AAPL Continuous Valuation Charts


Continuous Valuation Charts

These charts allow the application of technical analysis principles on valuation levels based on company earnings and free cash flow fundamentals.

What do I mean by “Continuous”?: Apple reports earnings every quarter.  However instead of simply using trailing 12 months (TTM) earnings as of the most recent quarter’s earning announcement, what if we thought of trailing earnings as something that is continuously increasing every day?  After all, Apple really is making money every day, with cash flow happening every day, and cash balances that change every day.  These charts represent that continuously increasing earnings.  I call this “Continuous P/E” (CPE).  I do the same with the Price to Free Cash Flow (FCF) ratio and FCF Net of Net Cash.  My blog posts will regularly reference and link to these charts, which are kept up to date regularly, usually weekly.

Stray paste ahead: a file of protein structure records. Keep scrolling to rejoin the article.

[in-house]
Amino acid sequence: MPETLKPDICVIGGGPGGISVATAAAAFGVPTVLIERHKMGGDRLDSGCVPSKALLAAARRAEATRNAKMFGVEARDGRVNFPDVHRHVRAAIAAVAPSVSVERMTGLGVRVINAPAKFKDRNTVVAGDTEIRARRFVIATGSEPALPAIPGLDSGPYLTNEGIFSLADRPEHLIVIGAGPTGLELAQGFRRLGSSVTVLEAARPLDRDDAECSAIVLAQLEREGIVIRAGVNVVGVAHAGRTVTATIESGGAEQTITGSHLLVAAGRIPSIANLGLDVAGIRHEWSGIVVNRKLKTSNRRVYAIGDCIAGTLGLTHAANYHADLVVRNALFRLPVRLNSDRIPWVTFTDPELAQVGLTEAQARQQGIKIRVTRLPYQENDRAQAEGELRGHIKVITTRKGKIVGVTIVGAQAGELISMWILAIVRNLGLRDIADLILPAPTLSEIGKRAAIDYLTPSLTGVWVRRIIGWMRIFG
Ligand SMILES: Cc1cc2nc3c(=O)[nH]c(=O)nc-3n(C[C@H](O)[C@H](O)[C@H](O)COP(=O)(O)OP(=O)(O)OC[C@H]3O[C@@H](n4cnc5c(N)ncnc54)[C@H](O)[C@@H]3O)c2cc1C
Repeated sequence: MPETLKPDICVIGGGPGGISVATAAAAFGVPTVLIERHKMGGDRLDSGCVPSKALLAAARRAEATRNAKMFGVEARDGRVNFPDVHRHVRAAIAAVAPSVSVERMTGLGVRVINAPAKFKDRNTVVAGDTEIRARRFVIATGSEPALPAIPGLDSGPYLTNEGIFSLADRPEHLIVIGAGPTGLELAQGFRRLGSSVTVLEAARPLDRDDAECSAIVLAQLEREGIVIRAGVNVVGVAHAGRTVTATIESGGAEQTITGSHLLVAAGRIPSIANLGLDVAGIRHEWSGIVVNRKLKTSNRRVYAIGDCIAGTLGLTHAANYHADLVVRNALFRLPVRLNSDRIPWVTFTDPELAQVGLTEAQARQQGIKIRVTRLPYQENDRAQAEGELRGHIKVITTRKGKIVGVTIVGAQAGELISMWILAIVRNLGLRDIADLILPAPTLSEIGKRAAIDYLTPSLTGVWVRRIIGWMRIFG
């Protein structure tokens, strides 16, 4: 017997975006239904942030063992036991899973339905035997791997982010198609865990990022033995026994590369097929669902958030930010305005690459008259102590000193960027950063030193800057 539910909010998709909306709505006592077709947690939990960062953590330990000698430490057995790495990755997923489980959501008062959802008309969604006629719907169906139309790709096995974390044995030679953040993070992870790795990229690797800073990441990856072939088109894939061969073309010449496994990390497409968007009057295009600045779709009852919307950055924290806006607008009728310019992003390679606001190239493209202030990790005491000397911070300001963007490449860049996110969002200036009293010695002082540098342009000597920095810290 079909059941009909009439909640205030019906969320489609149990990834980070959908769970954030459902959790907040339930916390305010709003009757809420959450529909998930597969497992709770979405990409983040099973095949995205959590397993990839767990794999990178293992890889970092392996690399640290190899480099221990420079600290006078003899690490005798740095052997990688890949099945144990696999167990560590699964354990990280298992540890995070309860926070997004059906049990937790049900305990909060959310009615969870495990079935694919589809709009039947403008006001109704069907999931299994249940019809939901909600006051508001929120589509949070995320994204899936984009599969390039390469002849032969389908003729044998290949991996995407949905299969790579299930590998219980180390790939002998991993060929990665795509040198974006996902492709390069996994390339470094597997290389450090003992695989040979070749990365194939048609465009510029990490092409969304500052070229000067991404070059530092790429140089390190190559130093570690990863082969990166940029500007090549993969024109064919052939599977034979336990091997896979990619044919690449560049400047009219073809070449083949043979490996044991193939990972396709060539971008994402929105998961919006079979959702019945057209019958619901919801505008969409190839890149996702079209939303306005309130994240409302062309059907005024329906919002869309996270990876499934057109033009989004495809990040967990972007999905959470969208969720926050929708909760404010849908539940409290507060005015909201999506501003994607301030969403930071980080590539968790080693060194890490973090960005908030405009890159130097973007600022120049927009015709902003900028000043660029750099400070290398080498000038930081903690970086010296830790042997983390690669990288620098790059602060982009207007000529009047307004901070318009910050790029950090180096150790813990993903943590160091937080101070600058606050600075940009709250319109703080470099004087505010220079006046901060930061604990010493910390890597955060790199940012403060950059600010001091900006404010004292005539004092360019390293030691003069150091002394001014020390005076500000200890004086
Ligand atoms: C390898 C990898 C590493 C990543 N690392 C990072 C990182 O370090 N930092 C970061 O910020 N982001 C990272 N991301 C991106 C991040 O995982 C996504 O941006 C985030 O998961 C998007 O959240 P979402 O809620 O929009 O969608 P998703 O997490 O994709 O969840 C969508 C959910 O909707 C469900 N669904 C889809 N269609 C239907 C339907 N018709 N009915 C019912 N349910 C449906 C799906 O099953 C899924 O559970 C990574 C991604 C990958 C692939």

Continuous P/E (CPE)

Three charts:  (1) Weekly bars showing 5 years. (2) Weekly bars showing 3 years. (3) Daily bars showing 1 year.
(updated regularly – click for larger version)

Continuous Price/ Free Cash Flow (CP-FCF)

Two charts:  (1) Weekly bars showing 5 years. (2) Same, but showing FCF multiple Net of Net Cash
(updated regularly – click for larger version)

  4 Responses to “AAPL Continuous Valuation Charts”

  1. This is simply stunning. What great info for us all. Thanks!!!

  2. How do you determine future earnings? By Apple’s guidance?

    • I use a statistical model, the same one that produces the beat probability. It also produces an earnings estimate for the current quarter (next earnings release). It is based on data that Apple itself releases in its earnings announcements and in the investor section of their web site. It is not based on trying to predict the number of iPhones, iPads, and Macs will be sold, upon which most analysts base their estimates. It works off a higher level than that, and applies statistical analysis and trend computations. It is entirely objective without any subjective input. It will probably never be exactly right. That’s because earnings performance varies. But it does represent what is most likely based on statistics.